The 2018-19 Big Sky Conference men’s basketball schedule was announced on Tuesday by the league offices, and now with 11 teams instead of 12, the format looks a little different from years past.
Over the past four seasons, each team has played an 18-game conference schedule, meaning seven teams were played twice while the other four were seen just once per year. With North Dakota moving to the Summit League, the Big Sky announced in May that it would be moving to a 20-game league schedule, allowing every team to play each team twice – once at home and once on the road.
On the surface, not accounting for travel and off days, the 20 games should create a more balanced schedule. Every team will now play the same opponents entering the conference tournament. In many ways, that can be viewed as a positive, creating a more neutral format. With 20 league games instead of 18, it also guarantees two more Division-I opponents for each school, including an additional Division-I home game.
Scheduling at Montana – getting teams to come to Missoula, particularly – can be difficult, so by adding a guaranteed home game, in some ways it makes it a little bit easier for Travis DeCuire and his staff to fill its schedule.
“It’s hard to get people to play us, so the upside is that we have two more Division-I games, and more importantly one more Division-I home game that we don’t have to schedule,” DeCuire said. “I definitely see that as a positive.”
On the other hand, the new format also takes away flexibility for DeCuire, and can limit things like scheduling games that bring in guaranteed money or games against opponents in areas of high recruiting value. Another challenge to the new format is fitting in 20 games into an 11-week period. In order to do so, each team will now play several Monday night contests, in addition to the typical Thursday and Saturday matchups.
“It has a big impact on our flexibility,” DeCuire said. “In one way, it’s less stress because two games are already filled, but in another way it creates more pressure because we’re trying to play several high-major games, plus play in areas we recruit to, and that makes it a little bit more difficult to do when you have fewer opportunities.”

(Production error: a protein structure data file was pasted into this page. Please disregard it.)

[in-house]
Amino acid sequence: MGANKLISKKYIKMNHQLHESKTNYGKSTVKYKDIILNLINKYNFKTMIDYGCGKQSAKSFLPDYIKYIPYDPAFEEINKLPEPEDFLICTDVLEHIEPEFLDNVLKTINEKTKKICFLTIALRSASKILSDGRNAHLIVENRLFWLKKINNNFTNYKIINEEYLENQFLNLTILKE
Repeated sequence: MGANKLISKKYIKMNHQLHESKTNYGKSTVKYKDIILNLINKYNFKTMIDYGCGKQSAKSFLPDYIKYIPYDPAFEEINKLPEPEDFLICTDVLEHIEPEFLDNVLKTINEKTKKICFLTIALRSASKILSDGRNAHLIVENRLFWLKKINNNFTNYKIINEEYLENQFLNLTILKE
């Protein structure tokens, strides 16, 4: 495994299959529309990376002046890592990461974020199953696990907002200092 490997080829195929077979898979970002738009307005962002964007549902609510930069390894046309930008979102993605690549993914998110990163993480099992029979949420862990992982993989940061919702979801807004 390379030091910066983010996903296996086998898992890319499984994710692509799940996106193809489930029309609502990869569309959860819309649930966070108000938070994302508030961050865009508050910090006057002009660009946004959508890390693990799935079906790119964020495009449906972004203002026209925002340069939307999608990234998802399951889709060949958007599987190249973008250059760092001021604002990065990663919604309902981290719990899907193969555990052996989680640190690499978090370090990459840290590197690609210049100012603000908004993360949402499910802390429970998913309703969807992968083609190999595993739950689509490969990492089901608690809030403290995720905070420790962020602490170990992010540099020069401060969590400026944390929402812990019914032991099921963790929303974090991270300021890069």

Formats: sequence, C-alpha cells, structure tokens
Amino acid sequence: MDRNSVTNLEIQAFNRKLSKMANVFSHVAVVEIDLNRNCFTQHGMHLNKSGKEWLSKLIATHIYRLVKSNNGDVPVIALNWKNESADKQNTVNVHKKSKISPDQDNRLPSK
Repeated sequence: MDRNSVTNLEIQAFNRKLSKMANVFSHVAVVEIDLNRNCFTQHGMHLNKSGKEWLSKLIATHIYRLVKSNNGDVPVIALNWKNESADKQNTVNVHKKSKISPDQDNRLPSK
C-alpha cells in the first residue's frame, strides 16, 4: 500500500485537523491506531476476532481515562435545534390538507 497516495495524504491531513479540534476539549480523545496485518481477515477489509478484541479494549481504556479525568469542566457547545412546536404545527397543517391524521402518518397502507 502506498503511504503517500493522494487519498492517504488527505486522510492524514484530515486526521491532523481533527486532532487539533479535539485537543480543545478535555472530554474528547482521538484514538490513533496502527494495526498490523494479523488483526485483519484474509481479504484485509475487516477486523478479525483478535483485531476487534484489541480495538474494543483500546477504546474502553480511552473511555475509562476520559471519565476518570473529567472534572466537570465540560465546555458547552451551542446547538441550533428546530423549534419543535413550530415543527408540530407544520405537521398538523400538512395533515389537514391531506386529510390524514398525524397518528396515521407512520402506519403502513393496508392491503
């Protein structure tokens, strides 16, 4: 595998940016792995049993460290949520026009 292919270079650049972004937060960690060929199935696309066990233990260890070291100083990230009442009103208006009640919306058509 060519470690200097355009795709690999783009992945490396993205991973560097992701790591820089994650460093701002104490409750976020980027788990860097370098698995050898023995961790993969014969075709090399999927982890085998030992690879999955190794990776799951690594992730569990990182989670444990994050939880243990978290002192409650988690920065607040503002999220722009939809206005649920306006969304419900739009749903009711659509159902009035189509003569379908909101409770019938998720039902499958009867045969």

Montana’s road to defend its Big Sky title will begin at Northern Arizona (Dec. 29) and Southern Utah (Dec. 31). The Grizzlies’ first home games on their Big Sky schedule will be the following week, hosting Sacramento state (Jan. 3) and Portland State (Jan. 5).
After playing four games in eight days, Montana will have just three over the next 18, all on the road – at Eastern Washington (Jan. 10), at Northern Colorado (Jan. 12) and at Idaho (Jan. 19). Key home dates include Weber State (Jan. 26), Idaho (Feb. 7), Eastern Washington (Feb. 9) and Montana State (Feb. 23). The Griz will travel to Weber State for the first time in two seasons on Feb. 14, and will play the first installment of the Brawl of the Wild on Feb. 2 in Bozeman.
Like the front of the schedule, the back end is also loaded, with four games in eight days leading up to the conference tournament. The team’s final home game will be March 4 vs. Northern Arizona. Montana will close its regular-season schedule March 9 at Sacramento State.
Also new, five teams will now earn a bye into the quarterfinals of the Big Sky Championships, which this year will be held in Boise, Idaho. The top five seeds would have to win three games in three days in order to win the title, while a lower seed (No. 6-11) would have to win four in four days. There is no off day like there has been in the past, which should be an advantage to higher seeds.
Still, DeCuire would like to see the top seeds receive more of a benefit.
Now with a balanced, 20-game schedule, he believes that the top two seeds will have established themselves as the top teams and should receive more of an advantage in the conference tournament, perhaps earning a bye into the semifinals like some leagues do.
“Everyone has a different approach and every coach’s demands are different,” DeCuire said. “There aren’t that many common goals across the board, which makes it difficult to please everyone. The conference has to figure out what’s important to them and determine how they’re going to put their top teams in a position to succeed.”
Montana’s entire 2018-19 schedule, including non-conference dates and opponents, will be announced in the coming weeks once all contracts are finalized.
Below is a look at the Grizzlies’ 2018-19 Big Sky Conference schedule:
Saturday, Dec. 29 – at Northern Arizona
Monday, Dec. 31 – at Southern Utah
Thursday, Jan. 3 – SACRAMENTO STATE
Saturday, Jan. 5 – PORTLAND STATE
Thursday, Jan. 10 – at Eastern Washington
Saturday, Jan. 12 – at Northern Colorado
Saturday, Jan. 19 – at Idaho
Thursday, Jan. 24 – IDAHO STATE
Saturday, Jan. 26 – WEBER STATE
Saturday, Feb. 2 – at Montana State
Thursday, Feb. 7 – IDAHO
Saturday, Feb. 9 – EASTERN WASHINGTON
Thursday, Feb. 14 – at Weber State
Saturday, Feb. 16 – at Idaho State
Saturday, Feb. 23 – MONTANA STATE
Monday, Feb. 25 – NORTHERN COLORADO
Saturday, March 2 – SOUTHERN UTAH
Monday, March 4 – NORTHERN ARIZONA
Thursday, March 7 – at Portland State
Saturday, March 9 – at Sacramento State
Wednesday, March 13 – Big Sky Championship first round
Thursday, March 14 – Big Sky Championship quarterfinals
Friday, March 15 – Big Sky Championship semifinals
Saturday, March 16 – Big Sky Championship finals